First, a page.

(03:51): An executive I work with came to me several weeks ago. We have periodic check-ins. This executive, a white male, shared how he was essentially attacked and admonished for using the term, ‹grandfather’. Grandfather was language used in some Southern states to determine who would be eligible to vote, based on that grandfather’s right to vote before the civil war. It was meant to prevent former enslaved people and their ancestors from voting. The word itself was not derogatory or dehumanizing. It was used in a racist system to determine who could and who could not vote. Attacking a person for not knowing the history, the history of a term is counterproductive. Sharing the history is useful. Attacking a person’s character is not. Attacking a person’s character can result in feelings of shame, which in this context makes that white man less likely to engage in the future. It serves no one. Allyship, accomplice and co-conspirator are words, not worth fighting over.
(04:53): The declarations of allyship from corporations and majority white-skinned people over the last 12 to 16 months or so came with backlash because they were more performative and theatrical than authentic. It seems the corporations and individuals realize they’re folly and are now distancing themselves through PR marketing, backpedaling and silence. They are adopting new language like accomplished and co-conspirator while jockeying for position to be right, gain positive market sentiment, and social acknowledgement or acceptance. Even well-meaning DEI practitioners are caught up in the nonsensical debates over these terms.
(05:36): I use ally, not because I think the others are wrong, but because ally makes sense to me from a relationship perspective. But the word itself matters less than the relationship work it demands. Furthermore, conspirator and accomplished sound like nefarious activity to me. And what I’m doing is in broad daylight. When time is wasted, discussing word usage for attention, grabbing the focus work of dismantling systemic and structural racism is not happening. And relationships are not advancing as needed to add power to the work.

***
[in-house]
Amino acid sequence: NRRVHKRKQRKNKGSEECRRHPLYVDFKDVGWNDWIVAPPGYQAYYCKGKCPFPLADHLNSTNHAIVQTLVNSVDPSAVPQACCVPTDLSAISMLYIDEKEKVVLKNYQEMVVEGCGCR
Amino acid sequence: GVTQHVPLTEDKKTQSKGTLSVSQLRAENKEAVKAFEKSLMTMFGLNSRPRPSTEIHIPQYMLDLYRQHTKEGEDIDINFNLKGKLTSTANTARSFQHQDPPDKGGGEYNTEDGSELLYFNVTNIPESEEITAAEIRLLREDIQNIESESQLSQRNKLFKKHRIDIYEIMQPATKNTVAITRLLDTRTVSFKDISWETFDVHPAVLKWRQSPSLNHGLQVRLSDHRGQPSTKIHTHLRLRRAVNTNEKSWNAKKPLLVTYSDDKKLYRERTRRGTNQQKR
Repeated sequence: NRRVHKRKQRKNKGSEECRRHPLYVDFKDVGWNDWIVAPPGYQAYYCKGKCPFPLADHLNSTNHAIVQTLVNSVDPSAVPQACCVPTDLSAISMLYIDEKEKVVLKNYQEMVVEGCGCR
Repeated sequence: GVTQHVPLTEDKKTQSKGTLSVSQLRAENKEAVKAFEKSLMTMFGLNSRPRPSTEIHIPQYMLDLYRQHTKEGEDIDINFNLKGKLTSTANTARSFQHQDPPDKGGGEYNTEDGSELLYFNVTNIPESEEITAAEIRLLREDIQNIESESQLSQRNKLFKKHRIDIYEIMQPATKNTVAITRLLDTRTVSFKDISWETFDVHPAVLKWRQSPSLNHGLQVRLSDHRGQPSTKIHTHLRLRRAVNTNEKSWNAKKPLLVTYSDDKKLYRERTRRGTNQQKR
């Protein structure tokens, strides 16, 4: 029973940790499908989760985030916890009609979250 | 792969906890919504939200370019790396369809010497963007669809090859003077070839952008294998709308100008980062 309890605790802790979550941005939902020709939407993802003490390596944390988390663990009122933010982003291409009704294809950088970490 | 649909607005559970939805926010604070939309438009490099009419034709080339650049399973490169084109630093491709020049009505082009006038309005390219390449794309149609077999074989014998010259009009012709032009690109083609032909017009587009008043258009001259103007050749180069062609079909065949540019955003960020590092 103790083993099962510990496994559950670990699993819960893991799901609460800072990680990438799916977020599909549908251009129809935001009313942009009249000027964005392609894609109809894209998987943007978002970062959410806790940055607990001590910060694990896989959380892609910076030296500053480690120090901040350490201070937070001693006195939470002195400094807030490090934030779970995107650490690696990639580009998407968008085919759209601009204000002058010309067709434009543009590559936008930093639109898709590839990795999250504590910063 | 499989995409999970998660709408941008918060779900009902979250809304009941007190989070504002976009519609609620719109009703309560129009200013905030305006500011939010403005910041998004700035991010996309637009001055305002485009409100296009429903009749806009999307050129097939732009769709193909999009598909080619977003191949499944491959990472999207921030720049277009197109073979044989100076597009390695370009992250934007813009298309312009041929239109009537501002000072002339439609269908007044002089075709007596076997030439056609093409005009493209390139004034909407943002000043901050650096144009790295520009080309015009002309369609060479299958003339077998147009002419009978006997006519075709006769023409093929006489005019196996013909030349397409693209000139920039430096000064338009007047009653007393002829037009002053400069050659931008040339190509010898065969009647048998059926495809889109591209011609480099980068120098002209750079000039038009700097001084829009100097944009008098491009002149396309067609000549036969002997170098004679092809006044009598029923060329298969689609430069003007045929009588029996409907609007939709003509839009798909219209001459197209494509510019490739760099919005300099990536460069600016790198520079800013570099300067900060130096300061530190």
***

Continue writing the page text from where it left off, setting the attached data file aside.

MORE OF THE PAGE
(06:10): I’ve seen white-skinned people in fervid debate, trying to be the most woke. I’ve seen black and brown-skinned people caught up in corporate sculpting and revising of narratives, as if it is meaningful work. None of these activities advanced justice. What if everyone focused on building relationships as a first priority in seeking justice together? My invitation is for everyone to one, breathe in and then breathe out with relationally intelligent responses. If there is a complaint in your heart, number two, reframe it as a request for what you want. And number three, make the request as a leader who wants to build relationships.
(06:51): I believe people will more likely be responsive, positive, and productive. And I believe organizations will begin to reap dividends from their diversity and inclusion efforts, which are certainly desperately needed. Systems and structures that maintain racism will come into clearer view, and become subject to efforts to dismantle them. Don’t let the words tear us apart.
(07:22): Thank you for listening to this episode of the Leadership Range. If you enjoyed the episode, I invite you to peruse the others for more great conversations. If you know someone you think ought to be on the podcast, please send me an email at firstname.lastname@example.org to connect with me. You can find me on LinkedIn at linkedin.com/in/nedwards07. I look forward to you joining in for more conversations each Monday, on the Leadership Range.